Transforming the rhetoric, racism and realities for Indigenous peoples: Disrupting nurses’ thinking and practice

2021 Marion Woodward Lecture & Symposium

Date: 04 Nov 2021

Presented by: Dr. Denise Wilson, Professor of Māori Health, Auckland University of Technology, New Zealand

Room: ONLINE via Zoom

Time: 12-2pm PST

This event will be recorded.

REGISTER

The Mr. and Mrs. P.A. Woodward Foundation has generously supported the annual Marion Woodward Lecture since 1969. This lectureship marked the first time that Marion Woodward had allowed her name to be used in conjunction with any of the beneficiaries of the Foundation.
 

12 - 1 PM: MARION WOODWARD LECTURE

KEYNOTE SPEAKER: Professor Denise Wilson (Ngāti Tahinga, Tainui)

The impacts of colonisation on Indigenous peoples globally have left a wake of historical and intergenerational trauma, ongoing cultural disconnection, and displacement in society. The ongoing effects of colonisation and health and social inequities are a reality for most Indigenous peoples. This reality has a devastating impact on Indigenous peoples and their families now and into the future. Nurses play a significant role in the health care of Indigenous people. Yet, research shows us Indigenous peoples’ wellbeing is framed within unfulfilled rhetoric, racist encounters, and realities shrouded in social and health inequities. Nurses are inadvertently (or knowingly) complicit in the rhetoric, racism and perpetuating Indigenous peoples’ realities. This 53rd Marion Woodward Lecture will provide a historical and contemporary exploration of Indigenous realities when seeking health care and discuss what is needed to transform nurses’ thinking and practice.

1 - 2PM: AFTERNOON SYMPOSIUM

PANELISTS: Dr. Margaret Moss, Tania Dick, Chloe Crosschild, & Dr. Denise Wilson
MODERATOR: Dr. Saima Hirani

Join the symposium panelists and moderator for a dialogue and response to the keynote lecture.

Margaret P. Moss, PhD, JD, RN, FAAN, is an enrolled member of the Mandan, Hidatsa, and Arikara Nation (Three Affiliated Tribes of North Dakota), and has equal lineage in a Canadian Dakhóta Nation in Saskatchewan. She has been a nurse for 32 years and is a fellow in the American Academy of Nursing.  Dr. Moss is the first and only American Indian to hold both nursing and juris doctorates. She has been in academia for 21 years.  She is currently, at the University of British Columbia as Director of the First Nations House of Learning, and in the Faculty of Applied Science as an Associate Professor in the School of Nursing. She has been on faculty at the University at Buffalo, Yale University, and the University of Minnesota. Dr. Moss was a 2014 Fulbright Visiting Research Chair in Aboriginal/Indigenous Life and Culture in the North American Context at McGill University, Montreal, QC (2014). As a RWJF Health Policy Fellow she staffed the US Senate Special Committee on Aging (2008-9) and was original lead staff on the now enacted National Alzheimer’s Project Act. Moss has published the first nursing textbook on American Indian health (Springer 2015), which won AJN Book of the Year in 2 categories (2016). Her next text, Health Equity and Nursing (Springer) was out March 2020.  She has given over 150 presentations on these topics especially in and about the four settler states New Zealand, Australia, Canada and across the US. She was just appointed to the Board on Population Health and Public Health Practice (BPH) at the National Academies of Sciences, Engineering and Medicine (2021).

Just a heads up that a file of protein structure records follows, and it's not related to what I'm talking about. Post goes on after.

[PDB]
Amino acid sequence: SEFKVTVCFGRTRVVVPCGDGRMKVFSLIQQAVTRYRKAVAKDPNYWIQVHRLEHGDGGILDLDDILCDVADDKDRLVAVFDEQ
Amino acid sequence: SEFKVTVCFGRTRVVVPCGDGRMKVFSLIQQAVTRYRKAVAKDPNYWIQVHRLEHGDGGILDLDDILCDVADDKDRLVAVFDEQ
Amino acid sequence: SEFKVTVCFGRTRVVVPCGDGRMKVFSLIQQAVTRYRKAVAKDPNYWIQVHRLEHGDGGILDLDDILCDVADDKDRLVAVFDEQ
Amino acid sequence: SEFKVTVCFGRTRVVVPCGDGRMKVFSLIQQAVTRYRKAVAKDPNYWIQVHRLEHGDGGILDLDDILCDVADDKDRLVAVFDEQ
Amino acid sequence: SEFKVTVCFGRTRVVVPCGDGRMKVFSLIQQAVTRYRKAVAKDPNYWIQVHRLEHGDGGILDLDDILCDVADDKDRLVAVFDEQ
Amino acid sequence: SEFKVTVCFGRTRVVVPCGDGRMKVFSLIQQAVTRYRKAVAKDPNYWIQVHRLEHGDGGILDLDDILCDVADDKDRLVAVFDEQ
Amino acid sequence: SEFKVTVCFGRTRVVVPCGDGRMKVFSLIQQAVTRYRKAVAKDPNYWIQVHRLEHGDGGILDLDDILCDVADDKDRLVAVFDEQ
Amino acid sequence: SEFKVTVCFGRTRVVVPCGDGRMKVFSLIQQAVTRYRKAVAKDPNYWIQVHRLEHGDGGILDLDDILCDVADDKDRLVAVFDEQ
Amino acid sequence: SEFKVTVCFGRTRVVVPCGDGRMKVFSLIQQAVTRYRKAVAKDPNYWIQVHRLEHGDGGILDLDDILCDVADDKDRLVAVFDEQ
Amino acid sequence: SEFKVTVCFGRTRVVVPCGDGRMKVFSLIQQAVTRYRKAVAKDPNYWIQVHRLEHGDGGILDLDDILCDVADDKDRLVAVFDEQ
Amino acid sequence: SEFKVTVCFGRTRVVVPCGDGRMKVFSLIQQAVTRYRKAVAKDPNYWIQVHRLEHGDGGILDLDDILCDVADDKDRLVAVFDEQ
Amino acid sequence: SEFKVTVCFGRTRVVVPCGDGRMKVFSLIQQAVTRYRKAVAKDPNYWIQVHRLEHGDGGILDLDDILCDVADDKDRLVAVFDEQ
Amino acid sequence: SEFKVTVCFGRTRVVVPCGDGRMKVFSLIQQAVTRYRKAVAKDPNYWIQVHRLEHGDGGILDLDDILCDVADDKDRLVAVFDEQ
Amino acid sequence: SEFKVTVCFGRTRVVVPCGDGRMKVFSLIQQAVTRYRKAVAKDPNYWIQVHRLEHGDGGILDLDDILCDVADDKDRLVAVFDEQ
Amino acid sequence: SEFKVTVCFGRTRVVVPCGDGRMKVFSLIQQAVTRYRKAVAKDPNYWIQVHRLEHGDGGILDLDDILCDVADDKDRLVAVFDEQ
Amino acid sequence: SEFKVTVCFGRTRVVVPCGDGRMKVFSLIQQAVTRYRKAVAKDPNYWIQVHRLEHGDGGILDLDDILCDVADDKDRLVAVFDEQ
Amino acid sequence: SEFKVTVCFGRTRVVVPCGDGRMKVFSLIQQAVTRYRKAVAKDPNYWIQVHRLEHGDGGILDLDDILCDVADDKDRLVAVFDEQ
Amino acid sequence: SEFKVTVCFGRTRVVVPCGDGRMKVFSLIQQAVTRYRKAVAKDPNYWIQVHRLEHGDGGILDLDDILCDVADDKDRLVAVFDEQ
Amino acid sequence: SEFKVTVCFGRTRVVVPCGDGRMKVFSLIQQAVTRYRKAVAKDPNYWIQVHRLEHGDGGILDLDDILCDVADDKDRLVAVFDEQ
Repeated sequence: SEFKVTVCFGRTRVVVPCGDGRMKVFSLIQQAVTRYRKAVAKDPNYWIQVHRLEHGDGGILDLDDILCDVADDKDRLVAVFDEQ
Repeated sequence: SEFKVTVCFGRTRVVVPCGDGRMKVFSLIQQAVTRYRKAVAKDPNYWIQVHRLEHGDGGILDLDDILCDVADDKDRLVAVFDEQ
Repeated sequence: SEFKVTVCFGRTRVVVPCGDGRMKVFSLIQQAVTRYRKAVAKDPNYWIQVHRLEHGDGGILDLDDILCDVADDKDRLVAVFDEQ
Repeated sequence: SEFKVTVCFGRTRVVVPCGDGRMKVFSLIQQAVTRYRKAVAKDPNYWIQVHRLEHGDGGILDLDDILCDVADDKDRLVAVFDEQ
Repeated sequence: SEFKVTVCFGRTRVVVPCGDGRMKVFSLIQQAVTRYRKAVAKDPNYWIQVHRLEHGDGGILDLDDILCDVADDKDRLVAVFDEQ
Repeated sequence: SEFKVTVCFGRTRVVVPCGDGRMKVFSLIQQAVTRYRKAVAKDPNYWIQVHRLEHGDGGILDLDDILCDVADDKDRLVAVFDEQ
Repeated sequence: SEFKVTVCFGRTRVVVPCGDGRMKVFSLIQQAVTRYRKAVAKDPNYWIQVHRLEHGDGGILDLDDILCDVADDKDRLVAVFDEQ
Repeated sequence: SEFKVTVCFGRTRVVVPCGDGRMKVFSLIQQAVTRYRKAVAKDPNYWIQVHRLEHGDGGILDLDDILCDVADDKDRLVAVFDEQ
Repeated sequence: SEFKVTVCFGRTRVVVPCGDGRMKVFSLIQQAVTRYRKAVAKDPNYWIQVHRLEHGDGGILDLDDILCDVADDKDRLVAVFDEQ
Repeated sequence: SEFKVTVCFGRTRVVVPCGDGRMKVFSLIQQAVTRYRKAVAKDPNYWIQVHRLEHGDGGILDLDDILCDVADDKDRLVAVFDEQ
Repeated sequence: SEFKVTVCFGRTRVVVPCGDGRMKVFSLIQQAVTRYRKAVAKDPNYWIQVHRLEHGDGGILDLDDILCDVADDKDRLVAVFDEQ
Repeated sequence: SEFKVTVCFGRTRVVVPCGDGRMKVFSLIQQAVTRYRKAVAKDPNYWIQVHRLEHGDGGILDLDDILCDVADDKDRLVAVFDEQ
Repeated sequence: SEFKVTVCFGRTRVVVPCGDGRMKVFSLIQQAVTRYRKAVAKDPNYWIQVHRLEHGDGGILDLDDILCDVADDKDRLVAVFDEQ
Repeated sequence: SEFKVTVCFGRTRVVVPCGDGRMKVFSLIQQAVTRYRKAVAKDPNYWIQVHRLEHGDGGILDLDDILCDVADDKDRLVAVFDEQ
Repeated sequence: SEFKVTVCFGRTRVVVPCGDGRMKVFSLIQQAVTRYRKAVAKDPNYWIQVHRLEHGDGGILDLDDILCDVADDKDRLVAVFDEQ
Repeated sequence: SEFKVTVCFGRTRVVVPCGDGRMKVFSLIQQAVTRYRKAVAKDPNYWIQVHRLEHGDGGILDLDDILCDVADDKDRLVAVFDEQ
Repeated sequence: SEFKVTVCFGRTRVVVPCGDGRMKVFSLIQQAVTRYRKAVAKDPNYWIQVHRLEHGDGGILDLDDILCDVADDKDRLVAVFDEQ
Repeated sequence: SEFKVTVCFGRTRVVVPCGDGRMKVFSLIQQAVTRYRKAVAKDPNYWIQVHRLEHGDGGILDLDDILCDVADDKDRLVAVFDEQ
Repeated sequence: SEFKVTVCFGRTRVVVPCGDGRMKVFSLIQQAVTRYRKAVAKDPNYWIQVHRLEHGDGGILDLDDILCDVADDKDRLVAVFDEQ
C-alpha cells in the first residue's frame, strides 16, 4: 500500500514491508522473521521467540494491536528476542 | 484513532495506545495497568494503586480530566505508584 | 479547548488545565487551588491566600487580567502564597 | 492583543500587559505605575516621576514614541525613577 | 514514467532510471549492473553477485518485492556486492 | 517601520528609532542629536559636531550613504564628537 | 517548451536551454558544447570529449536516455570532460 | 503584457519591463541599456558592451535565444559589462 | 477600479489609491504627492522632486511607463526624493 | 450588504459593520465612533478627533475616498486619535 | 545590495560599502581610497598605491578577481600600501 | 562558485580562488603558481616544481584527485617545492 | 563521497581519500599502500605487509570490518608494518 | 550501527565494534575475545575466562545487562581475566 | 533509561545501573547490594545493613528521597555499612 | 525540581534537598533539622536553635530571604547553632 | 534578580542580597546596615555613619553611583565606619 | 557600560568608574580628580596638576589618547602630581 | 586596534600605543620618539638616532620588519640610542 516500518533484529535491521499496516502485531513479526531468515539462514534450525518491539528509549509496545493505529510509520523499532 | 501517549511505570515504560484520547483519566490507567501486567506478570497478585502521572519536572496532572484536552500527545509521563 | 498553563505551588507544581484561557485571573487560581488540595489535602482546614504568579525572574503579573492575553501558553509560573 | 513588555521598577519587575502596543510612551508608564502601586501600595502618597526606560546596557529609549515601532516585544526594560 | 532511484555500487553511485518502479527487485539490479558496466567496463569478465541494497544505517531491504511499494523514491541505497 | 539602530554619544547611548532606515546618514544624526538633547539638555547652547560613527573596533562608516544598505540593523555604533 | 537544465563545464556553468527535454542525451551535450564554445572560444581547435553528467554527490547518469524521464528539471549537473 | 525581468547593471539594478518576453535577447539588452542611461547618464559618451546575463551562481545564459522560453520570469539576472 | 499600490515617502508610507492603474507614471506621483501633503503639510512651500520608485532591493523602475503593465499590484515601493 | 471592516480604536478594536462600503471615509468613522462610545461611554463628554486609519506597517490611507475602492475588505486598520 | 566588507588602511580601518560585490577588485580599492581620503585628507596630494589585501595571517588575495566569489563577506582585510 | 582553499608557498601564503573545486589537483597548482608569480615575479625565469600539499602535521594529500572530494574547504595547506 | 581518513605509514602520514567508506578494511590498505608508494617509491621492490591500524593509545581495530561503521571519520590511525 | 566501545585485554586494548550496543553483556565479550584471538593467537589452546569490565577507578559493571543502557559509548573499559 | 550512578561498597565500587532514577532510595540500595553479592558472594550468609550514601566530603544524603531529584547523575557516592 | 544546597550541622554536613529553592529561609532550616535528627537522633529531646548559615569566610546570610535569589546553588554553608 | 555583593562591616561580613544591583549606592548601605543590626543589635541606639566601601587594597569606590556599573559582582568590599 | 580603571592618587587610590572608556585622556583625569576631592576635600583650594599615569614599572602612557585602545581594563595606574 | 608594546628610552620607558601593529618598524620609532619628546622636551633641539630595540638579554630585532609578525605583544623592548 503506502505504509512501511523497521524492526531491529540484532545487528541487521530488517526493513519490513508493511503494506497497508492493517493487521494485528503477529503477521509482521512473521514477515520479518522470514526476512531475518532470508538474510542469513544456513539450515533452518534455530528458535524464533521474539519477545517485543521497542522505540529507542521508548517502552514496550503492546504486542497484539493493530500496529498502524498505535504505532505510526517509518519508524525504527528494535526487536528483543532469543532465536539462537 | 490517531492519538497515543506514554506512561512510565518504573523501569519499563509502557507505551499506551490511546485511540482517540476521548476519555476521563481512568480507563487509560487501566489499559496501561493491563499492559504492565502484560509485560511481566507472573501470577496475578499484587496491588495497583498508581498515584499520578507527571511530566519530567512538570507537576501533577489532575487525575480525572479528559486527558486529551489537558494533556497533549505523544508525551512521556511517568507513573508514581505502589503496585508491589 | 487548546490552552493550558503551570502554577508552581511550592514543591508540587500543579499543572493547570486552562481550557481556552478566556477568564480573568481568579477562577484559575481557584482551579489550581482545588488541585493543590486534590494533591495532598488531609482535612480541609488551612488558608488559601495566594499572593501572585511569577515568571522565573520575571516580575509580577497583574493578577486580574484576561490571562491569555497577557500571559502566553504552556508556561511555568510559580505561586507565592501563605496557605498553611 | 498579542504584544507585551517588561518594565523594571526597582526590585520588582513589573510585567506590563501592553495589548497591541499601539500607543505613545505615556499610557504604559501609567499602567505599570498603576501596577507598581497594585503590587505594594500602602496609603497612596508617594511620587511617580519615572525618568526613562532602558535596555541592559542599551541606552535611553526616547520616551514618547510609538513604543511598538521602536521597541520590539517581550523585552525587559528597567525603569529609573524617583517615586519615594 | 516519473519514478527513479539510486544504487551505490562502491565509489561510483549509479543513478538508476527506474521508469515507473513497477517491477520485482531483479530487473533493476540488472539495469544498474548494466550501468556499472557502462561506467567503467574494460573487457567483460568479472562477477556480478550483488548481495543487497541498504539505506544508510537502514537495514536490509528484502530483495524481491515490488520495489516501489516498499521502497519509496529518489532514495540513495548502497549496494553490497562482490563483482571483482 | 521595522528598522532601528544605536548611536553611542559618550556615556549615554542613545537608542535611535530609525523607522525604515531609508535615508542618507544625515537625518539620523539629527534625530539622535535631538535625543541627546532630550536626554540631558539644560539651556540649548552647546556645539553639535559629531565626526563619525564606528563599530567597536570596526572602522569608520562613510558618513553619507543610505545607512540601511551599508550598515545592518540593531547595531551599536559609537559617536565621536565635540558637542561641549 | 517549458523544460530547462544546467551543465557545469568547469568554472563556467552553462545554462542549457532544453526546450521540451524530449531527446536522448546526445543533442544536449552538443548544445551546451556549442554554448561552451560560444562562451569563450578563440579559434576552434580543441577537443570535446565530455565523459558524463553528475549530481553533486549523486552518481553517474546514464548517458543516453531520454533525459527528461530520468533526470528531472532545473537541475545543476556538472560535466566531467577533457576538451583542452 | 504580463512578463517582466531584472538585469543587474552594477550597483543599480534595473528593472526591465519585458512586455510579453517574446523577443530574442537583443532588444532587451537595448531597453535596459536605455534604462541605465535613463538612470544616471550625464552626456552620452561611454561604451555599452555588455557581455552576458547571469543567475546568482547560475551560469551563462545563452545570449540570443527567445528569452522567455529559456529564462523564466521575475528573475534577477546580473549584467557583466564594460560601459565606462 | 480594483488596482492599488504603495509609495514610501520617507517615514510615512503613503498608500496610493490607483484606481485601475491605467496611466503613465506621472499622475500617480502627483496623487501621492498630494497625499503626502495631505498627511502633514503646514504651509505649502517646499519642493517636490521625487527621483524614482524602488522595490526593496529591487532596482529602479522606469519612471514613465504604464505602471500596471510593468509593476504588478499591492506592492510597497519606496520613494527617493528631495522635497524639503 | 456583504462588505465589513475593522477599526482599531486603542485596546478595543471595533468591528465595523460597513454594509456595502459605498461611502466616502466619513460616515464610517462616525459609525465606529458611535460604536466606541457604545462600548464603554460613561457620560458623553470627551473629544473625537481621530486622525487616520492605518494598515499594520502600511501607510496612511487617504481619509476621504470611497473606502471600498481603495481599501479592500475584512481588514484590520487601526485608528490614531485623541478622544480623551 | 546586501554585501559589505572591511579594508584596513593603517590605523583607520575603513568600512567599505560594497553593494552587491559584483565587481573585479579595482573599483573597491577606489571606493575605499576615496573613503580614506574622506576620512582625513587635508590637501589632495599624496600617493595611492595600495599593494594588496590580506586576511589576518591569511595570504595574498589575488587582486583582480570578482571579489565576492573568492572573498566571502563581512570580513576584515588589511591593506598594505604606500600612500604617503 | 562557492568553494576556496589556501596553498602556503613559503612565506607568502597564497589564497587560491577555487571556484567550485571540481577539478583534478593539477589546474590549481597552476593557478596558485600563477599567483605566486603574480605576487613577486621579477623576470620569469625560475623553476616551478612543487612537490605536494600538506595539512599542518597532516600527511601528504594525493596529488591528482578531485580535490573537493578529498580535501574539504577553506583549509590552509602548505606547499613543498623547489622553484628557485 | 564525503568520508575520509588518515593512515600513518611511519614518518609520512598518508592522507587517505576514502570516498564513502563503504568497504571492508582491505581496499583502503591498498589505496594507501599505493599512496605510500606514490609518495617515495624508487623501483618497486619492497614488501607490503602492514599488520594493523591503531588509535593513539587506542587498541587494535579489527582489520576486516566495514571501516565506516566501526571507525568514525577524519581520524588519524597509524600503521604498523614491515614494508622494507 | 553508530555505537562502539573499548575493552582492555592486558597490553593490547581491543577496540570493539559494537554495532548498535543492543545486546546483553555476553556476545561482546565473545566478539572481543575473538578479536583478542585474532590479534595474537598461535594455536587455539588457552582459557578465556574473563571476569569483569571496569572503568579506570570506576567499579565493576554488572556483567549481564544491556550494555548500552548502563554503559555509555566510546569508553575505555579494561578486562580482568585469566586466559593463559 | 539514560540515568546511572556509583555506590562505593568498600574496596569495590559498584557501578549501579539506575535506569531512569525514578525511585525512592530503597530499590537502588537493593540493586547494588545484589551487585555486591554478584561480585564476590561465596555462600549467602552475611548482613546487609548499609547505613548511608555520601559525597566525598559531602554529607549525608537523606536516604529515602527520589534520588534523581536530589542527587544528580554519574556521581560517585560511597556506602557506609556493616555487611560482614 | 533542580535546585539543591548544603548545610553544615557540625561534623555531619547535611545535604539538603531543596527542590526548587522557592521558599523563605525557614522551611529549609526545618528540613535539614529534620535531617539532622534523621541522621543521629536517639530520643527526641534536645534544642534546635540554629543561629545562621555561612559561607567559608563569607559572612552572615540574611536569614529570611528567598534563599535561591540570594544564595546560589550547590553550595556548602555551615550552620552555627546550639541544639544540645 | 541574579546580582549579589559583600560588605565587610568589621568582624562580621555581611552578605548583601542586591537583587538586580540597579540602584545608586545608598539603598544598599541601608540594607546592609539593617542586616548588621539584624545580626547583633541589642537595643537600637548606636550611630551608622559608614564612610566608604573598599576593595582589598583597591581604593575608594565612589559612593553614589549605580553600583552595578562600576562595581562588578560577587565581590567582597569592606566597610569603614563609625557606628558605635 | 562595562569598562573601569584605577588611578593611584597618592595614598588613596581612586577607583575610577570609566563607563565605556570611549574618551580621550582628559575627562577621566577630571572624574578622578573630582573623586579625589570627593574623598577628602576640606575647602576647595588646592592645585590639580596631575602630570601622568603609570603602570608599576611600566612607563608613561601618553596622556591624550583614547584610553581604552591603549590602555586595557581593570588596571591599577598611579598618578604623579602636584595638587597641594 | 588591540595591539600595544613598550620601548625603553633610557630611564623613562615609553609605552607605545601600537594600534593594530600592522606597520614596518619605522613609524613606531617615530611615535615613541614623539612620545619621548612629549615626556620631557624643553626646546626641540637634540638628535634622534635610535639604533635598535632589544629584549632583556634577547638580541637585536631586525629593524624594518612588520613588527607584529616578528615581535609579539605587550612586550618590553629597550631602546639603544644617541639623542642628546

Tania Dick is from the Dzawada’enuxw First Nations of Kingcome Inlet and has been a registered nurse in BC for 18 years. She is the first Indigenous person to graduate from the UBC School of Nursing’s Master of Nursing – Nurse Practitioner program in 2010. Her career has focused on rural and remote nursing, specializing in emergency and Indigenous health. Tania has recently been recruited back to the UBC School of Nursing in a new position as Indigenous Nursing Lead.

Chloe Crosschild (Iitaapii’tsaanskiakii) is a Blackfoot woman from the Blood Tribe (Kainai Nation). She is a registered nurse working towards her PhD at the UBC School of Nursing with supervisor Dr. Colleen Varcoe. She has worked as a community and public health nurse for the Blood Tribe Department of Health and as a Clinical Instructor and Nursing Curriculum Advisor. She is the inaugural navigator for a new Indigenous Patient Navigation Service, recently launched in Lethbridge, Alberta.

Professor Denise Wilson, Professor in Māori Health, Associate Dean Māori Advancement in the Faculty of Health & Environmental Sciences, & Co-Director of Auckland University of Technology’s Taupua Waiora Māori Research Centre

 

Professor Denise Wilson (Ngāti Tahinga, Tainui) is a New Zealand registered nurse with intensive and coronary care, acute medicine, and community nursing experience. She is a Professor in Māori Health, an Associate Dean Māori Advancement in the Faculty of Health & Environmental Sciences, and a Co-Director of Auckland University of Technology’s Taupua Waiora Māori Research Centre. Denise’s research focuses on whānau violence, equitable health service engagement for Māori, cultural responsiveness, and workforce development. She is a Fellow of the College of Nurses Aotearoa (New Zealand), the American Academy of Nurses, and the Royal Society Te Āparangi for her contributions to research and policy related to Indigenous and Māori health, and whānau violence.